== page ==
On November 14, 1997, a ceremony was held under the auspices of the Grand Lodge of Hawaii, marking the 161st anniversary of the birth of King David Kalakaua. The ceremony was held at the King David Kalakaua Park in Waikiki where a statue of the King stands. Deputy Wriston made a symbolic presentation of the sword and jewel to David Kawananakoa, a great grandson of Prince David Kawananakoa, who was placed by King David Kalakaua in the line of succession to the throne of Hawaii. Immediately following the very moving ceremony in Waikiki, the sword, jewel, and case were conveyed to Iolani Palace, through the courtesy of Abigail Kinoiki Kekaulike Kawananakoa, a granddaughter of Prince David Kawananakoa and until very recently the President of the Friends of Iolani Palace, the charitable corporation through whose efforts Iolani Palace was restored. There, Deputy Wriston presented the sword, jewel, and case to the Friends of Iolani Palace as a permanent loan from the Supreme Council. The sword, jewel, and case will be prominently displayed at Iolani Palace where all may view them.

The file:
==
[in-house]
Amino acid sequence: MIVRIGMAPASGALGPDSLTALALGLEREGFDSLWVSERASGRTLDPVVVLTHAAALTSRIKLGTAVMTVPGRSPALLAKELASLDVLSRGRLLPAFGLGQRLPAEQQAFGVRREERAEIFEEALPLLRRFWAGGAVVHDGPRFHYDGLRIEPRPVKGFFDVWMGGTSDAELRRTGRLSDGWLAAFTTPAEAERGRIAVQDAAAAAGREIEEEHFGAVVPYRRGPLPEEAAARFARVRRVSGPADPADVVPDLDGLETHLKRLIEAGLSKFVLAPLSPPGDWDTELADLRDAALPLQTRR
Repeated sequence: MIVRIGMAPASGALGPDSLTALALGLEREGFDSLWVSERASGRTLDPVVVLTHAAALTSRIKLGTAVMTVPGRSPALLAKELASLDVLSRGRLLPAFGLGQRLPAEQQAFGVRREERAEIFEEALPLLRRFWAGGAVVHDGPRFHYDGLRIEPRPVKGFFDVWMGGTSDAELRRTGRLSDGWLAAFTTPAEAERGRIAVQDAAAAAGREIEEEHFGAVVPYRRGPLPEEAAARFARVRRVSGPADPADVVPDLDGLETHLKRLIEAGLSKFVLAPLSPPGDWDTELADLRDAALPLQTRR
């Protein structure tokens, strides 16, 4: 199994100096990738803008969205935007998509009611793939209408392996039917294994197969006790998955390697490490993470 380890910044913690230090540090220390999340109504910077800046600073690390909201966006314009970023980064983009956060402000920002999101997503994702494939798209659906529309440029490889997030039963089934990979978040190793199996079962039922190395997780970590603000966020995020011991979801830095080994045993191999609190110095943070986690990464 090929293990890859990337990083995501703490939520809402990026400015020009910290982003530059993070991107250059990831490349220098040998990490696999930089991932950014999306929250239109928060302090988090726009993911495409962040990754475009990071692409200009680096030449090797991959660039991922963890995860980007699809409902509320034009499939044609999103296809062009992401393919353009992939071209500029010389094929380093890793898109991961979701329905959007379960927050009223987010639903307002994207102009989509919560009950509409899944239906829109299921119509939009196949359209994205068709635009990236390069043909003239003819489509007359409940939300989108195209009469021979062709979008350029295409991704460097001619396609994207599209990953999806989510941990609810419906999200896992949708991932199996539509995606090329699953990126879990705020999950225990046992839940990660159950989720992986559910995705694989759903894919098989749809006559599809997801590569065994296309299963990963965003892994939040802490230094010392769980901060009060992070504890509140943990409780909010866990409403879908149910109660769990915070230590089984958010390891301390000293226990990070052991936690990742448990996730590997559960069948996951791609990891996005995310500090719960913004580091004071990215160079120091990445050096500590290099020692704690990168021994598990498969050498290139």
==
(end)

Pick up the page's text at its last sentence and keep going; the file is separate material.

The story of the sword, jewel, and case continues to unfold. It is known that they were for many years in the House of the Temple at Washington, D.C., apparently a presentation to the Supreme Council by the Honolulu Scottish Rite Bodies. These items were bequeathed by the King at his death to Prince David Kawananakoa and were among a number of articles belonging to the Prince which were auctioned upon the Prince’s death in 1908, purchased by a Scottish Rite Mason, and given by him or his son-in-law to the Honolulu Scottish Rite Bodies. The Friends of Iolani Palace will continue to research this story so that all may be discovered concerning the history of these priceless artifacts and made a part of the record maintained by the Friends of Iolani Palace. What is certain is that, after a stay of many years’ duration in Washington, D.C., the King’s Scottish Rite sword and jewel have returned to Hawaii for appropriate public display in the palace the King built and where he lived and reigned.